Legendary fund manager Li Lu (who Charlie Munger backed) once said, 'The biggest investment risk is not the volatility of prices, but whether you will suffer a permanent loss of capital. So it might be obvious that you need to consider debt, when you think about how risky any given stock is, because too much debt can sink a company. As with many other companies Surgical Innovations Group plc (LON:SUN) makes use of debt. But the more important question is: how much risk is that debt creating?
Why Does Debt Bring Risk?
Generally speaking, debt only becomes a real problem when a company can't easily pay it off, either by raising capital or with its own cash flow. If things get really bad, the lenders can take control of the business. However, a more common (but still painful) scenario is that it has to raise new equity capital at a low price, thus permanently diluting shareholders. Of course, plenty of companies use debt to fund growth, without any negative consequences. The first step when considering a company's debt levels is to consider its cash and debt together.
What Is Surgical Innovations Group's Net Debt?
You can click the graphic below for the historical numbers, but it shows that Surgical Innovations Group had UK£1.96m of debt in June 2019, down from UK£2.28m, one year before. But on the other hand it also has UK£2.30m in cash, leading to a UK£337.0k net cash position.
How Strong Is Surgical Innovations Group's Balance Sheet?
We can see from the most recent balance sheet that Surgical Innovations Group had liabilities of UK£2.40m falling due within a year, and liabilities of UK£3.09m due beyond that. Offsetting these obligations, it had cash of UK£2.30m as well as receivables valued at UK£2.60m due within 12 months. So it has liabilities totalling UK£590.0k more than its cash and near-term receivables, combined.
Given Surgical Innovations Group has a market capitalization of UK£17.1m, it's hard to believe these liabilities pose much threat. Having said that, it's clear that we should continue to monitor its balance sheet, lest it change for the worse. Despite its noteworthy liabilities, Surgical Innovations Group boasts net cash, so it's fair to say it does not have a heavy debt load!
Shareholders should be aware that Surgical Innovations Group's EBIT was down 46% last year. If that decline continues then paying off debt will be harder than selling foie gras at a vegan convention. When analysing debt levels, the balance sheet is the obvious place to start. But ultimately the future profitability of the business will decide if Surgical Innovations Group can strengthen its balance sheet over time. So if you're focused on the future you can check out this free report showing analyst profit forecasts.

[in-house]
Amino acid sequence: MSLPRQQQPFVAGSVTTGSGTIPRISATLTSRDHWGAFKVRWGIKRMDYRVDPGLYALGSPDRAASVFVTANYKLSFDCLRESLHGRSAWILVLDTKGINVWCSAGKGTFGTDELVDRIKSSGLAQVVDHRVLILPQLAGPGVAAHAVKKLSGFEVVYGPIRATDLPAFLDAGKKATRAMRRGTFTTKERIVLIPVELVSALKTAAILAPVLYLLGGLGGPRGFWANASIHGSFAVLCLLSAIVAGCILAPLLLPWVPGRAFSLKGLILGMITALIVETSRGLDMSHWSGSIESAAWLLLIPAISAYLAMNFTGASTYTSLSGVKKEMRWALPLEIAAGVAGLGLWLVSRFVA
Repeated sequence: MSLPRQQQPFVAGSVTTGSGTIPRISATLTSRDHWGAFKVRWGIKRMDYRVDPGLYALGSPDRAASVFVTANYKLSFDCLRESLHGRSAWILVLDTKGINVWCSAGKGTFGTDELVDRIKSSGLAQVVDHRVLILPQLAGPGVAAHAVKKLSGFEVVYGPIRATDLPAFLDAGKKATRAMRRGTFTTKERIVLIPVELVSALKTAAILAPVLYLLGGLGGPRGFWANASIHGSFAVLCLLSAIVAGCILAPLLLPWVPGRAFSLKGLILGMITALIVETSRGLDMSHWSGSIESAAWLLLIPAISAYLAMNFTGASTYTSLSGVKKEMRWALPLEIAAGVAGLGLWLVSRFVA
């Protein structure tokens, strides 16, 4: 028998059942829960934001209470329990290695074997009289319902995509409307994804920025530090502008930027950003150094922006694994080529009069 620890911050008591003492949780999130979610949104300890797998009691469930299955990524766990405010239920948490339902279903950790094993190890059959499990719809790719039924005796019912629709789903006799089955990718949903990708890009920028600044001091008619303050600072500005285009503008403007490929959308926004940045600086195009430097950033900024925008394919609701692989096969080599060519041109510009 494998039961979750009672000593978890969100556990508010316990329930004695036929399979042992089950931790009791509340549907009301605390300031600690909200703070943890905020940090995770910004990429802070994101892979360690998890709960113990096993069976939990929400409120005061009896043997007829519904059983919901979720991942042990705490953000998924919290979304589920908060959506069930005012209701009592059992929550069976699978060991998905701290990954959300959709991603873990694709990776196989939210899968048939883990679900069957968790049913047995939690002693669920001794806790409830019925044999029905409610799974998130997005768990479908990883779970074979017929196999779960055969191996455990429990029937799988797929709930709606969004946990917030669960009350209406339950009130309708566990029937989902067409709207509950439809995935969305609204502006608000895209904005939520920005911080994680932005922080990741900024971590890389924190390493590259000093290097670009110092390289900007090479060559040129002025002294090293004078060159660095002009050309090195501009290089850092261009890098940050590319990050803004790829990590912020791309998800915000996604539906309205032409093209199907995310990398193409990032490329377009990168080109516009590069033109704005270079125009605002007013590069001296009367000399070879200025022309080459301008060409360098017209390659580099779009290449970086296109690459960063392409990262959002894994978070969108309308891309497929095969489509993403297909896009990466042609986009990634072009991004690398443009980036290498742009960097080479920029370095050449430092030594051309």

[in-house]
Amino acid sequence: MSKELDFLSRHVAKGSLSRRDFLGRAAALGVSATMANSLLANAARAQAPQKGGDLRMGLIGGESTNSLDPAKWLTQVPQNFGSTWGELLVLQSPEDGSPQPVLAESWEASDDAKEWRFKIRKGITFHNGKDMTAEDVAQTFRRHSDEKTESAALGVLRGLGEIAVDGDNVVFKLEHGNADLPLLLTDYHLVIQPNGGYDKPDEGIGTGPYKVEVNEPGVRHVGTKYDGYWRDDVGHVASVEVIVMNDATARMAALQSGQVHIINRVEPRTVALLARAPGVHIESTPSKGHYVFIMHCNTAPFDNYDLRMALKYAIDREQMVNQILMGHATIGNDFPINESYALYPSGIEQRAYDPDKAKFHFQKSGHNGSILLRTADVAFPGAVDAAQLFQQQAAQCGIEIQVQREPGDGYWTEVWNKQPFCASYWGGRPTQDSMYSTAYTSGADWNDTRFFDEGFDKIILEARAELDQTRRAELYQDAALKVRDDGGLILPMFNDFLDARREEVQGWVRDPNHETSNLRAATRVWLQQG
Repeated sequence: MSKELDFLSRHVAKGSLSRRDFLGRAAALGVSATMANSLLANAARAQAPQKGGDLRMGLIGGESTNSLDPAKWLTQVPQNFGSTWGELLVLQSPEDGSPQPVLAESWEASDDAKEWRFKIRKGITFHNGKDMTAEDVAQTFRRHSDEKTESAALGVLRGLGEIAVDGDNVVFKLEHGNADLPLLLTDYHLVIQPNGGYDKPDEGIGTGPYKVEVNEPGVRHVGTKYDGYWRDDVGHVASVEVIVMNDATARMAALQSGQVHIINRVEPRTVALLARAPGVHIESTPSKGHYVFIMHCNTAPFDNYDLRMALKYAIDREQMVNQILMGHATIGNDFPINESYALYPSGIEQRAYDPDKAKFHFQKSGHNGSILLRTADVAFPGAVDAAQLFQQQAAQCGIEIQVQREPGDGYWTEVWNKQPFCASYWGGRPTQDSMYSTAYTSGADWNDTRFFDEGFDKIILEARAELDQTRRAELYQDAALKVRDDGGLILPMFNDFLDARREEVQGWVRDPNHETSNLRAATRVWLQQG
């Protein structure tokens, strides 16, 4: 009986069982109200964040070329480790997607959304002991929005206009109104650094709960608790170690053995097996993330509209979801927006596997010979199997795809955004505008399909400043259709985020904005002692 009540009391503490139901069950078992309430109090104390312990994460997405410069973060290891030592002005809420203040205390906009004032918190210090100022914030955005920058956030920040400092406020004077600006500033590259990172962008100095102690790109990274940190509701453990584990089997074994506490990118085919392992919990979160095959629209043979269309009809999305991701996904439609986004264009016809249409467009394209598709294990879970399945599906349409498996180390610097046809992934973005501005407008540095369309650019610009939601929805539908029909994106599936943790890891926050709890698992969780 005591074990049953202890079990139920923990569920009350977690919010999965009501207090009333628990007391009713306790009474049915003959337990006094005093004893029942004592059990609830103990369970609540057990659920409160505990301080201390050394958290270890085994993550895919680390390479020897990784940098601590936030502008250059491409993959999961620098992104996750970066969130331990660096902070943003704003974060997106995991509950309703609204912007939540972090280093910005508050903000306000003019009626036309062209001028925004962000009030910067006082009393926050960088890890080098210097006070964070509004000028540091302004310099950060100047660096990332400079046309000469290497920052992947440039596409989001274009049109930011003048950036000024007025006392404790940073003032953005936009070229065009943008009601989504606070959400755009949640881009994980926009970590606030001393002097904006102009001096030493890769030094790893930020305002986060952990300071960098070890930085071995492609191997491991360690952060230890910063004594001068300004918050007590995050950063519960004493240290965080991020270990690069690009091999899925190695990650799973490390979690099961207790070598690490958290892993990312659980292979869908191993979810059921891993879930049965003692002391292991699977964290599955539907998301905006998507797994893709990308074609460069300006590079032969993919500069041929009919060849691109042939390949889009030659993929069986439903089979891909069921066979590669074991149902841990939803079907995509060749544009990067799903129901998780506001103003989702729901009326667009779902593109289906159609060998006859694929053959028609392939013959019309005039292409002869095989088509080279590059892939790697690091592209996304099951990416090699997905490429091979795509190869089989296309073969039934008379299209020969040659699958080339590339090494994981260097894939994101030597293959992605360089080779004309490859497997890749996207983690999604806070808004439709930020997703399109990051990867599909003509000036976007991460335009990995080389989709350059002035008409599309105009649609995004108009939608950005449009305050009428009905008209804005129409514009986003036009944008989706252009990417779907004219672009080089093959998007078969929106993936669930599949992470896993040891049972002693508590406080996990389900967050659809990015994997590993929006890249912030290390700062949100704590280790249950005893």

But our final consideration is also important, because a company cannot pay debt with paper profits; it needs cold hard cash. Surgical Innovations Group may have net cash on the balance sheet, but it is still interesting to look at how well the business converts its earnings before interest and tax (EBIT) to free cash flow, because that will influence both its need for, and its capacity to manage debt. Happily for any shareholders, Surgical Innovations Group actually produced more free cash flow than EBIT over the last three years. That sort of strong cash generation warms our hearts like a puppy in a bumblebee suit.
We could understand if investors are concerned about Surgical Innovations Group's liabilities, but we can be reassured by the fact it has has net cash of UK£337.0k. The cherry on top was that in converted 189% of that EBIT to free cash flow, bringing in UK£379k. So we don't have any problem with Surgical Innovations Group's use of debt. Of course, we wouldn't say no to the extra confidence that we'd gain if we knew that Surgical Innovations Group insiders have been buying shares: if you're on the same wavelength, you can find out if insiders are buying by clicking this link.
If you're interested in investing in businesses that can grow profits without the burden of debt, then check out this free list of growing businesses that have net cash on the balance sheet.
If you spot an error that warrants correction, please contact the editor at email@example.com. This article by Simply Wall St is general in nature. It does not constitute a recommendation to buy or sell any stock, and does not take account of your objectives, or your financial situation. Simply Wall St has no position in the stocks mentioned.
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